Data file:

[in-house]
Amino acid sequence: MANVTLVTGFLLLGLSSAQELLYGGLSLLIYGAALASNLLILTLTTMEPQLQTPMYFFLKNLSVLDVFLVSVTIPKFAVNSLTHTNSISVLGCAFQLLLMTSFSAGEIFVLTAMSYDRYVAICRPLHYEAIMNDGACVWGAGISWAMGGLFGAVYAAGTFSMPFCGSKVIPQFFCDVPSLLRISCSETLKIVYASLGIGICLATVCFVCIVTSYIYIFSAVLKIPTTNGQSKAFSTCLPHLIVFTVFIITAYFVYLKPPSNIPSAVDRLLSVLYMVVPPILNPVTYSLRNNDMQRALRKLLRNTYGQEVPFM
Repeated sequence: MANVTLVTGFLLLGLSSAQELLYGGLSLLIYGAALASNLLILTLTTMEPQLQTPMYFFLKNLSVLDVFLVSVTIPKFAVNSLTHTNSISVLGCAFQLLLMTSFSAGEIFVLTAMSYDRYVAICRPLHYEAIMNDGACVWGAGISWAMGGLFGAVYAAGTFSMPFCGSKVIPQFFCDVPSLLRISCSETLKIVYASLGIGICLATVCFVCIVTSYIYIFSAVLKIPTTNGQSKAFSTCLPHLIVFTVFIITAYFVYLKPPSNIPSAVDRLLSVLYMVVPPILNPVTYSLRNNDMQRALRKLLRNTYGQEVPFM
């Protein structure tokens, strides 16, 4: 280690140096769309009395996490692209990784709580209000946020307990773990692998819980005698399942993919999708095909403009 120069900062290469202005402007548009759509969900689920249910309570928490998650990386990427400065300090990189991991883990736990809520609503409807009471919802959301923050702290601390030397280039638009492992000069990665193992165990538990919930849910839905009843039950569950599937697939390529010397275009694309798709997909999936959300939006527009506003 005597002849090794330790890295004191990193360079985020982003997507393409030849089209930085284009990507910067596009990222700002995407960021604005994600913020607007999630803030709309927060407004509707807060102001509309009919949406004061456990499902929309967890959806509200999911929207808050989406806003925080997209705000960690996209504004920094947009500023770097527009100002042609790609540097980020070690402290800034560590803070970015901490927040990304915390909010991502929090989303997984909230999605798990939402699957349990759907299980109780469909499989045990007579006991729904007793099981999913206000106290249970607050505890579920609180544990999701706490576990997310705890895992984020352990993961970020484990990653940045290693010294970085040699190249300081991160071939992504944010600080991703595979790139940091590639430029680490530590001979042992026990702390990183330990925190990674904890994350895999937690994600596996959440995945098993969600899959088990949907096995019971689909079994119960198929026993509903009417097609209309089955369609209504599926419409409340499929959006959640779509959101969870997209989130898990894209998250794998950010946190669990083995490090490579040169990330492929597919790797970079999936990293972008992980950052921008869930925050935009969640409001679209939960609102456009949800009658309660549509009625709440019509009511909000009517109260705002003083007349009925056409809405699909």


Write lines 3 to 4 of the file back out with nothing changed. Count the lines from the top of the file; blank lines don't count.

Repeated sequence: MANVTLVTGFLLLGLSSAQELLYGGLSLLIYGAALASNLLILTLTTMEPQLQTPMYFFLKNLSVLDVFLVSVTIPKFAVNSLTHTNSISVLGCAFQLLLMTSFSAGEIFVLTAMSYDRYVAICRPLHYEAIMNDGACVWGAGISWAMGGLFGAVYAAGTFSMPFCGSKVIPQFFCDVPSLLRISCSETLKIVYASLGIGICLATVCFVCIVTSYIYIFSAVLKIPTTNGQSKAFSTCLPHLIVFTVFIITAYFVYLKPPSNIPSAVDRLLSVLYMVVPPILNPVTYSLRNNDMQRALRKLLRNTYGQEVPFM
């Protein structure tokens, strides 16, 4: 280690140096769309009395996490692209990784709580209000946020307990773990692998819980005698399942993919999708095909403009 120069900062290469202005402007548009759509969900689920249910309570928490998650990386990427400065300090990189991991883990736990809520609503409807009471919802959301923050702290601390030397280039638009492992000069990665193992165990538990919930849910839905009843039950569950599937697939390529010397275009694309798709997909999936959300939006527009506003 005597002849090794330790890295004191990193360079985020982003997507393409030849089209930085284009990507910067596009990222700002995407960021604005994600913020607007999630803030709309927060407004509707807060102001509309009919949406004061456990499902929309967890959806509200999911929207808050989406806003925080997209705000960690996209504004920094947009500023770097527009100002042609790609540097980020070690402290800034560590803070970015901490927040990304915390909010991502929090989303997984909230999605798990939402699957349990759907299980109780469909499989045990007579006991729904007793099981999913206000106290249970607050505890579920609180544990999701706490576990997310705890895992984020352990993961970020484990990653940045290693010294970085040699190249300081991160071939992504944010600080991703595979790139940091590639430029680490530590001979042992026990702390990183330990925190990674904890994350895999937690994600596996959440995945098993969600899959088990949907096995019971689909079994119960198929026993509903009417097609209309089955369609209504599926419409409340499929959006959640779509959101969870997209989130898990894209998250794998950010946190669990083995490090490579040169990330492929597919790797970079999936990293972008992980950052921008869930925050935009969640409001679209939960609102456009949800009658309660549509009625709440019509009511909000009517109260705002003083007349009925056409809405699909």